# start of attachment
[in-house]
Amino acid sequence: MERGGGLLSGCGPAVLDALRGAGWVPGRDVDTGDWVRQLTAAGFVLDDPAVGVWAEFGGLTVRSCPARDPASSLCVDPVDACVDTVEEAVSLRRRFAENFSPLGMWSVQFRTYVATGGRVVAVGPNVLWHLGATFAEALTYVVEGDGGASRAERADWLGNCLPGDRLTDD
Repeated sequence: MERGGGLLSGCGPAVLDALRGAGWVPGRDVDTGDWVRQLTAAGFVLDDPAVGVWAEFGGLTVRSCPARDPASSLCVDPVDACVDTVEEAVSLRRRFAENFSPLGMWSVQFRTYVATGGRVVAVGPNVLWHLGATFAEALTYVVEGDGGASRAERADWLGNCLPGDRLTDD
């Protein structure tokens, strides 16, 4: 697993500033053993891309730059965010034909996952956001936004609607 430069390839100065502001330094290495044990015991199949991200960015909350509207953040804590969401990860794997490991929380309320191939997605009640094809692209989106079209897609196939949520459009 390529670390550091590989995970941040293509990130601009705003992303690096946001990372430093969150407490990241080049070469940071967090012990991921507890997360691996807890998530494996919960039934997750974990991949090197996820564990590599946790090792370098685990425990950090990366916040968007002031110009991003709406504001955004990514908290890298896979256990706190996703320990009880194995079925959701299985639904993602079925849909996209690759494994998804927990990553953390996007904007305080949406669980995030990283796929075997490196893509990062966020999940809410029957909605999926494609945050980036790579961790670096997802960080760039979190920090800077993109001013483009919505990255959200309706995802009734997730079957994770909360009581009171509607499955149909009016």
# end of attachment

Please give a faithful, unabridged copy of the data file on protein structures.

[in-house]
Amino acid sequence: MERGGGLLSGCGPAVLDALRGAGWVPGRDVDTGDWVRQLTAAGFVLDDPAVGVWAEFGGLTVRSCPARDPASSLCVDPVDACVDTVEEAVSLRRRFAENFSPLGMWSVQFRTYVATGGRVVAVGPNVLWHLGATFAEALTYVVEGDGGASRAERADWLGNCLPGDRLTDD
Repeated sequence: MERGGGLLSGCGPAVLDALRGAGWVPGRDVDTGDWVRQLTAAGFVLDDPAVGVWAEFGGLTVRSCPARDPASSLCVDPVDACVDTVEEAVSLRRRFAENFSPLGMWSVQFRTYVATGGRVVAVGPNVLWHLGATFAEALTYVVEGDGGASRAERADWLGNCLPGDRLTDD
């Protein structure tokens, strides 16, 4: 697993500033053993891309730059965010034909996952956001936004609607 430069390839100065502001330094290495044990015991199949991200960015909350509207953040804590969401990860794997490991929380309320191939997605009640094809692209989106079209897609196939949520459009 390529670390550091590989995970941040293509990130601009705003992303690096946001990372430093969150407490990241080049070469940071967090012990991921507890997360691996807890998530494996919960039934997750974990991949090197996820564990590599946790090792370098685990425990950090990366916040968007002031110009991003709406504001955004990514908290890298896979256990706190996703320990009880194995079925959701299985639904993602079925849909996209690759494994998804927990990553953390996007904007305080949406669980995030990283796929075997490196893509990062966020999940809410029957909605999926494609945050980036790579961790670096997802960080760039979190920090800077993109001013483009919505990255959200309706995802009734997730079957994770909360009581009171509607499955149909009016």